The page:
As examples of dyes for effecting coloration of the optical filter units, mention may be made of acid red dyes such as Acid Reds Cl. 1 and Q1. 34, which may be mixed with Direct Red CI. 24, Acid Yellow Cl. 36 or Direct Yellow Cl. 4; acid green dyes such as Acid Green Pina (trade name of Farbwerke Hoechst Ag., Frankfurt, Germany, for a triphenyl methane dye), which may be mixed with the above yellow dyes; and acid blue dyes such as Acid Blue Cl. 27.
Since certain changes may be made in the above product, process and apparatus without departing from the scope of the invention herein involved, it is intended that all matter contained in the above description shall be mterpreted as illustrative and not in a limiting sense.
What is claimed is: D
1. In a process for the preparation of a multicolor screen comprising a plurality of chromatic filter elements, in screen relationship, adapted to selectively filter mcident electromagnetic radiation which comprises, in combination, the steps of coating on a surface of a support a plurality of photoresponsive layers; selectively exposing each of said photoresponsive layers to electromagnetic radiation actinic to said layer to provide a plurality of discrete exposed areas, in screen relationship; and dyeing each of said layers as a function of its point-to-pomt degree of exposure to provide a series of chromatic filter elements adapted to filter selected wavelengths of incident electromagnetic radiations; the improvement which comprises selectively exposing at least one of said plurality of layers by periodically traversing said layer w th a substantially coherent beam of electromagnetic radiation actinic to said layer, said layer and said beam moving substantially transversely relative to one another in order to provide a plurality of exposed areas separated from and substantially parallel to each other.
2. The process as defined in claim 1 wherein at least one of said plurality of layers is selectively exposed and dyed prior to deposition of one other of said layers.
3. The process as defined in claim 2 wherein said support comprises a transparent support, at least two of said sequential selective exposures comprise periodically traversing a layer with a beam of electromagnetic radiation actinic to said layer and the selective exposure of the terminal layer is effected by diffuse electromagnetic radiation actinic to said layer passing through said support and masked by the previously-formed series of chromatic filter elements.
4. The process as defined in claim 3 wherein said second of said two sequential selective exposures is effected by periodically traversing said layer in substantial juxtaposition to the chromatic filter elements comprising the previously-formed series of chromatic filter elements with a beam of electromagnetic radiation actinic to said layer.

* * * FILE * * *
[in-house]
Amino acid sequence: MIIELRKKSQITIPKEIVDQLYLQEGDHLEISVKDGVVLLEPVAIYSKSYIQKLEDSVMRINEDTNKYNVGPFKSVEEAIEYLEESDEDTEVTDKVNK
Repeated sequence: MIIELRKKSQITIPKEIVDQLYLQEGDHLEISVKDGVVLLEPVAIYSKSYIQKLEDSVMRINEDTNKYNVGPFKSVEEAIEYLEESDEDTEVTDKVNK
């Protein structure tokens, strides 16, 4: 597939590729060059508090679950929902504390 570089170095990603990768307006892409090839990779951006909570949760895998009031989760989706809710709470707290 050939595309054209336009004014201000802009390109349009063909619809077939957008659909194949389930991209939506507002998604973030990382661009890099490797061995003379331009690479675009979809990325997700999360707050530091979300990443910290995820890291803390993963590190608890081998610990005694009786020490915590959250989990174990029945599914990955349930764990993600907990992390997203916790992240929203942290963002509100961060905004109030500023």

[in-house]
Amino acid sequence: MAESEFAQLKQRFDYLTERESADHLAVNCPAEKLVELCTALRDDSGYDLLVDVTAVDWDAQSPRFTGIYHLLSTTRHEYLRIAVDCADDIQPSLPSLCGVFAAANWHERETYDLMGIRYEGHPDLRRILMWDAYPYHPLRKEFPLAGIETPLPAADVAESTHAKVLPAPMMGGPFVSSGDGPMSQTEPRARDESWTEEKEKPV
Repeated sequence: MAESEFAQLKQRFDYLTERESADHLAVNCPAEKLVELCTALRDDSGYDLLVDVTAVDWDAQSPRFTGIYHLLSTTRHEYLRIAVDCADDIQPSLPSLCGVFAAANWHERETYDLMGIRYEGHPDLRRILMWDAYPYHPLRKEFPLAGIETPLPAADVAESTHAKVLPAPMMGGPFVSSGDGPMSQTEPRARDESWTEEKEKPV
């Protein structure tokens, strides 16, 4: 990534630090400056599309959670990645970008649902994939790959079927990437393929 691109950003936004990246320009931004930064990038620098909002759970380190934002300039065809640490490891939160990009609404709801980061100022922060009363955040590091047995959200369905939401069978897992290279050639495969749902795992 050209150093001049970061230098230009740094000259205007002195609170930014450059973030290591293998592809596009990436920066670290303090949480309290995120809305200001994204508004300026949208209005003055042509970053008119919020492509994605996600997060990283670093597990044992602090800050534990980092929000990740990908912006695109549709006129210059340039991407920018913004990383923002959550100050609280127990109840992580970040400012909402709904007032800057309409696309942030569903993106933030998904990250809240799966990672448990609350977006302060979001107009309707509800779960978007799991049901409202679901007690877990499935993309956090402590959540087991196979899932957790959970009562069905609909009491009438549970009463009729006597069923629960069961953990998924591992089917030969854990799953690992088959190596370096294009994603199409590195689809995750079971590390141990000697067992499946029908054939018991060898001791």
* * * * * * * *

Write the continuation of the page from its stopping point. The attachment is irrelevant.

5. The process as defined in claim 3 wherein said second of said two sequential selective exposures is effected by periodically traversing said layer with a beam of electromagnetic radiation actinic to said layer passing through said support and masked by the previouslyformed series of chromatic filter elements.
6. The process as defined in claim 5 wherein said beam of electromagnetic radiation traverses said layer at an angle to the longitudinal axes of said previously-formed series of chromatic filter elements.
7. The process as defined in claim 6 wherein said angle is about 90.
8. The process as defined in claim 2 wherein said layers comprise a photoresist.
9. The process as defined in claim 8 wherein said photoresist is maximally responsive to ultraviolet electromagnetic radiation.
10. The process as defined in claim 9 wherein said photoresist is dichromated gelatin.
11. The process as defined in claim 1 wherein at least two of said photoresponsive layers is sensitive to different regions of the electromagnetic radiation spectrum.
12. The process as defined in claim 11 wherein at least two of said photoresponsive layers sensitive to different regions of the spectrum are each selectively exposed simultaneously to electromagnetic radiation actinic to said layers.
13. The process as defined in claim 12 wherein each of said selectively exposed photoresponsive layers is simultaneously dyed a difi'erence color to simultaneously provide a plurality of chromatic filter element series.
14. The process as defined in claim 1 wherein said electromagnetic radiation is provided by a laser.
15. A process as defined in claim 1, wherein said plurality of photoresponsive layers comprises three photoresponsive layers and each exposure step exposes approximately one-third of the area of any given portion of each photoresponsive layer exposed.
16. The process as defined in claim 15 wherein said plurality of chromatic filter element series comprises a series of chromatic filter elements dyed red, a series of 16 chromatic filter elements dyed green and a series of chromatic filter elements dyed blue.
17. A process as defined in claim 1, including the step of coating an abrasion resistant polymeric layer on the external surface of said chromatic filter elements.
18. A process as defined in claim 1, including the step of coating a photographic emulsion layer on the external surface of said chromatic filter elements.
19. A process as defined in claim 1, including the step of coating a diffusion transfer print-receiving layer on the external surface of said chromatic filter elements.
20. A process as defined in claim 19, including the step of coating a panchromatic photographic emulsion layer on the external surface of said diffusion transfer print-receiving layer.
21. A process as defined in claim 1, wherein an adhesive layer is interposed between each of said photore sponsive layers and the layer immediately preceding.
References Cited UNITED STATES PATENTS 2,478,555 8/1949 Yule 96-116 2,818,465 12/1957 Brink 96l16 3,284,208 11/1966 Land 96l 18 NORMAN G. TORCHIN, Primary Examiner J. R. HIGHTOWER, Assistant Examiner US. Cl. X.R. 96-80, 118